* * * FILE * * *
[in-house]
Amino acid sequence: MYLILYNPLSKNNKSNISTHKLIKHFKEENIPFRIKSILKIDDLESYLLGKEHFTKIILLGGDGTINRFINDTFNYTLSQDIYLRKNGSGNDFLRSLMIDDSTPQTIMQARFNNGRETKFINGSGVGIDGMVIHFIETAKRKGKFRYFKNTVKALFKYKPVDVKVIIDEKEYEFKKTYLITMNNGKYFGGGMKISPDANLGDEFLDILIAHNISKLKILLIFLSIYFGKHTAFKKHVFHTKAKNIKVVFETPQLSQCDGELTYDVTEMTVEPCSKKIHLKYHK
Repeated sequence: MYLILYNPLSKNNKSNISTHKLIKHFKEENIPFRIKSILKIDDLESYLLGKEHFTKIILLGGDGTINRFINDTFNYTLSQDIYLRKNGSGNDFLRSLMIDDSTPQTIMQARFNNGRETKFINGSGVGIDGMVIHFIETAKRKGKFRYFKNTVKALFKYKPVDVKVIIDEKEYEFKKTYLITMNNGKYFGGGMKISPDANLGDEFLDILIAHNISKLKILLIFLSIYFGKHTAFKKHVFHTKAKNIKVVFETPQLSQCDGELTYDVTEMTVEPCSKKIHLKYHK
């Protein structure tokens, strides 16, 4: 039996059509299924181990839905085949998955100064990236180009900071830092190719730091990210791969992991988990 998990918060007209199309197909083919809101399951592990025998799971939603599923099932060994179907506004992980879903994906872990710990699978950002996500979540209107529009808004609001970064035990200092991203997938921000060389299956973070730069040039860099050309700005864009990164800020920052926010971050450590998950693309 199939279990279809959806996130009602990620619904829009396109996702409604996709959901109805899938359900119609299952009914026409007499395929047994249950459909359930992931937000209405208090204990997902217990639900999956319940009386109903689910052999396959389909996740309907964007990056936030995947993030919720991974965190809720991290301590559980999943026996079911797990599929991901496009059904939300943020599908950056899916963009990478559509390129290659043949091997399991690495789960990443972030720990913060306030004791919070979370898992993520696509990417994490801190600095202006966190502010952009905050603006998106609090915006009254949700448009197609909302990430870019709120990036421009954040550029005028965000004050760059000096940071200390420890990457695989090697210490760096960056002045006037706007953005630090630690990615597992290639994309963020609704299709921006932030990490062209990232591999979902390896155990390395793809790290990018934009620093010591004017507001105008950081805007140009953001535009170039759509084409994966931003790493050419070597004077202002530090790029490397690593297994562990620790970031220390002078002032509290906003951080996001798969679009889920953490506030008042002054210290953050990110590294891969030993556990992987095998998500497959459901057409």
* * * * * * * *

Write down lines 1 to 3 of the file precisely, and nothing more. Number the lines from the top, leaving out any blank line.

[in-house]
Amino acid sequence: MYLILYNPLSKNNKSNISTHKLIKHFKEENIPFRIKSILKIDDLESYLLGKEHFTKIILLGGDGTINRFINDTFNYTLSQDIYLRKNGSGNDFLRSLMIDDSTPQTIMQARFNNGRETKFINGSGVGIDGMVIHFIETAKRKGKFRYFKNTVKALFKYKPVDVKVIIDEKEYEFKKTYLITMNNGKYFGGGMKISPDANLGDEFLDILIAHNISKLKILLIFLSIYFGKHTAFKKHVFHTKAKNIKVVFETPQLSQCDGELTYDVTEMTVEPCSKKIHLKYHK
Repeated sequence: MYLILYNPLSKNNKSNISTHKLIKHFKEENIPFRIKSILKIDDLESYLLGKEHFTKIILLGGDGTINRFINDTFNYTLSQDIYLRKNGSGNDFLRSLMIDDSTPQTIMQARFNNGRETKFINGSGVGIDGMVIHFIETAKRKGKFRYFKNTVKALFKYKPVDVKVIIDEKEYEFKKTYLITMNNGKYFGGGMKISPDANLGDEFLDILIAHNISKLKILLIFLSIYFGKHTAFKKHVFHTKAKNIKVVFETPQLSQCDGELTYDVTEMTVEPCSKKIHLKYHK